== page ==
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Archive for July 9th, 2014

clmooc

Last week, the Connected Learning challenge sponsored by the National Writing Project and Innovative Education asked us teachers to consider games and learning. I am no expert in the gaming world, so I turned to Jeff Larkin, a visual FX artist at NetherRealm Studios, a division of Warner Brothers Games.

 

Screenshot from Batman: Arkham Origins for iOS and Android.

Screenshot from Batman: Arkham Origins for iOS and Android.

Here is my interview with Jeff:
(Disclaimer: The answers given here in no way reflect NetherRealm Studios nor WB or WB Games and any of their views.)

What is your job?

I am a Visual FX Artist at NetherRealm Studios, a division of WB Games. Basically, just like in animation or film, whenever there’s a magic spell or an explosion or anything like that, I’m the guy they call.

What kind of training do you have?

I have a Bachelors of Fine Arts from the Savannah College of Art & Design (or SCAD). I also have several years experience in the games industry doing VFX and 3D modeling.

What are some advantages, in your opinion, of playing video games?

I think there are a lot of advantages to playing games on many different levels. For me, it’s a stress reliever. Everyone has hobbies and, for a lot of people, it’s video games. For us, it’s the same relaxation, excitement and stimulation as wood working, canoeing, or base jumping might be to different people. Now, there are also a lot of studies that show correlation between playing games and hand-eye coordination, problem solving skills, critical thinking, and recently empathy, just to name a few. Like any activity that is primarily stimulating your brain over your body, I believe video games can be a great source of mental exercise.

A majority of the research focuses on the negative effects of video games, such as increased violence and aggression. What is your opinion of this?

I find over and over again that there is very little to back up claims of increased aggression and violence. Instead there’s a lot of sensationalism that tie video games to mass shootings and terrorist activities; and, unfortunately, the general public seems to favor those stories over empirical research. The facts are people have been violent since the beginning of time, and I don’t believe that any increase or decrease in video games, or other media, are going to affect that in a meaningful way.

As an educator, I am looking for ways to integrate the highly motivating video game with teaching and learning. Any suggestions?

The thing I’ve always loved about games is how, when you take away all of the fancy graphics, sounds, and effects, video games are really all about learning. Raph Koster says it best in his book, “A Theory of Fun,” and I’m going to do my best not to totally ruin his work in paraphrasing. Basically, games introduce a system, with rules, that the player must recognize, understand and then exploit to win. This then hinges on a task/reward system that isn’t too unlike assignments and grades. I apologize for being a little esoteric with all that, but basically treating classes and grades like levels and quests for the student, or player) to complete is something that I think education could really grab on to. In fact, I’ve heard of a few classes in some schools that are functioning completely as a role playing game, where the students do assignments and participate in order to level up (ie, get good grades).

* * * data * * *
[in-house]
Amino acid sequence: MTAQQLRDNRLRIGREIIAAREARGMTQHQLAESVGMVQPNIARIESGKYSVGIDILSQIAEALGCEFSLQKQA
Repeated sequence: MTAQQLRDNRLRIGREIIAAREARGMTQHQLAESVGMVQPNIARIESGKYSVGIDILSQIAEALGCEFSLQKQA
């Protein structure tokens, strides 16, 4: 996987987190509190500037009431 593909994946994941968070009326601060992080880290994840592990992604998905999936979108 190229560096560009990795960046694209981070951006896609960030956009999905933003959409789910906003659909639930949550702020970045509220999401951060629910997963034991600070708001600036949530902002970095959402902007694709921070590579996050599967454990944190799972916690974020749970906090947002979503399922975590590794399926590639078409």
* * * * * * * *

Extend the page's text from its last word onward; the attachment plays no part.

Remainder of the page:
Have you created any strong, self-reliant girl characters?

Though my job at the studio is not to create characters for our games, I always make it a point to push for gender equality and to navigate away from easy gender stereotypes to create genuinely meaningful and interesting characters, both male and female. I find myself actively investing in these sorts of social and political causes, and that of course spills over into my work. There’s been more than one occasions where I’ve butted heads a little with my seniors as I push for less two dimensional women in our games, and I’m happy to say that I’m not alone at my studio, nor in the industry.

Anything else you want to add?

I suppose I would only like to add that, like so many other things that constantly find themselves in the middle of controversy, video games are made by people who are just like you and everyone else. We have families, we walk our dogs and buy groceries, we hopefully remember to vote when the time comes, and we, generally, are good people who want the best for those we love and care about. It’s easy to point fingers at entire industries when something happens in the news, but the fact of the matter is that video games and game developers, like many other things, are not inherently good or evil. We don’t sit at our desks dreaming of ways to destroy society any more than a mechanic tries to build evil robots out of your car when you bring it in for an oil change. We love what we do, as artists, and want to share that with the world in the hopes that you love it too.

 

From Injustice Gods Among Us: Black Adam on the left electrocuting Lex Luthor on the right with his lightning attack.

From Injustice Gods Among Us: Black Adam on the left electrocuting Lex Luthor on the right with his lightning attack.

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